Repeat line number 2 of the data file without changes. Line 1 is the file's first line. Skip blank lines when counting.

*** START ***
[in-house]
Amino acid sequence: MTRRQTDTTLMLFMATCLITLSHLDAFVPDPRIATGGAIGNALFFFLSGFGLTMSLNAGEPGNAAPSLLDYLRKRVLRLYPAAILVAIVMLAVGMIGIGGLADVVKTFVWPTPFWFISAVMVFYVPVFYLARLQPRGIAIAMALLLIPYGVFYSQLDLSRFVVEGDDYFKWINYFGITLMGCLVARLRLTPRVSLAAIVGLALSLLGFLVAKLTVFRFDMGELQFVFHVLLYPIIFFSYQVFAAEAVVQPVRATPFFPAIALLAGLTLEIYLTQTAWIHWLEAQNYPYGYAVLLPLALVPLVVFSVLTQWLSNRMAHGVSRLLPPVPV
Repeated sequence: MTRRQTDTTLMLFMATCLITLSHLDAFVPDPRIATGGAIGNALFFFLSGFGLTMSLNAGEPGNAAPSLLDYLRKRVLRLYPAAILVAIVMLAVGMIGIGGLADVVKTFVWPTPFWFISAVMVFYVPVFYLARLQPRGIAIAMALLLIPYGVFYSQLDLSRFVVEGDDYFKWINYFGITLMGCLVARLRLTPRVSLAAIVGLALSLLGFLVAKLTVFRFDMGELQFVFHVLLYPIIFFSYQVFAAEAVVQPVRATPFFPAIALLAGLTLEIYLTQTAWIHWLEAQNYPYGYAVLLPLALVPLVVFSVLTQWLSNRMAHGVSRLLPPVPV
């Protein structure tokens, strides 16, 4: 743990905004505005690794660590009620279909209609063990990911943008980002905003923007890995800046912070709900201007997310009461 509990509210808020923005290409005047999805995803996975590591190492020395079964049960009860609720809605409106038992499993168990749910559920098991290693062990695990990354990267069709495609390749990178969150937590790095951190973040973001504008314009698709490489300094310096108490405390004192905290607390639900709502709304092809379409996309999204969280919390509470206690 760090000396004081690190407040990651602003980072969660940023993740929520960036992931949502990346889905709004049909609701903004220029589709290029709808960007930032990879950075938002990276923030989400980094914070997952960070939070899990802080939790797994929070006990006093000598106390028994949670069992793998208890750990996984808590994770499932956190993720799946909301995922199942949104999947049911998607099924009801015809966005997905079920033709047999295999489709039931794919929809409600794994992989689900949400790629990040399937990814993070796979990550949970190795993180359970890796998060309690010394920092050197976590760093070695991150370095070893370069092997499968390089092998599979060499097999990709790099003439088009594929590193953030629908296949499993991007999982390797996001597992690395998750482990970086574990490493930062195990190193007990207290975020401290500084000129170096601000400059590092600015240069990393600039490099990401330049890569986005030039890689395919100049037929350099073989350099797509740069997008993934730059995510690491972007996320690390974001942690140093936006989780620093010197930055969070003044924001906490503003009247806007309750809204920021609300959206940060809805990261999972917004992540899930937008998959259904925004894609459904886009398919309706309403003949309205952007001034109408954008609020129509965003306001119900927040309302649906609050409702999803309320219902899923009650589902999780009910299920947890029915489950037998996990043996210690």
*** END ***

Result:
Amino acid sequence: MTRRQTDTTLMLFMATCLITLSHLDAFVPDPRIATGGAIGNALFFFLSGFGLTMSLNAGEPGNAAPSLLDYLRKRVLRLYPAAILVAIVMLAVGMIGIGGLADVVKTFVWPTPFWFISAVMVFYVPVFYLARLQPRGIAIAMALLLIPYGVFYSQLDLSRFVVEGDDYFKWINYFGITLMGCLVARLRLTPRVSLAAIVGLALSLLGFLVAKLTVFRFDMGELQFVFHVLLYPIIFFSYQVFAAEAVVQPVRATPFFPAIALLAGLTLEIYLTQTAWIHWLEAQNYPYGYAVLLPLALVPLVVFSVLTQWLSNRMAHGVSRLLPPVPV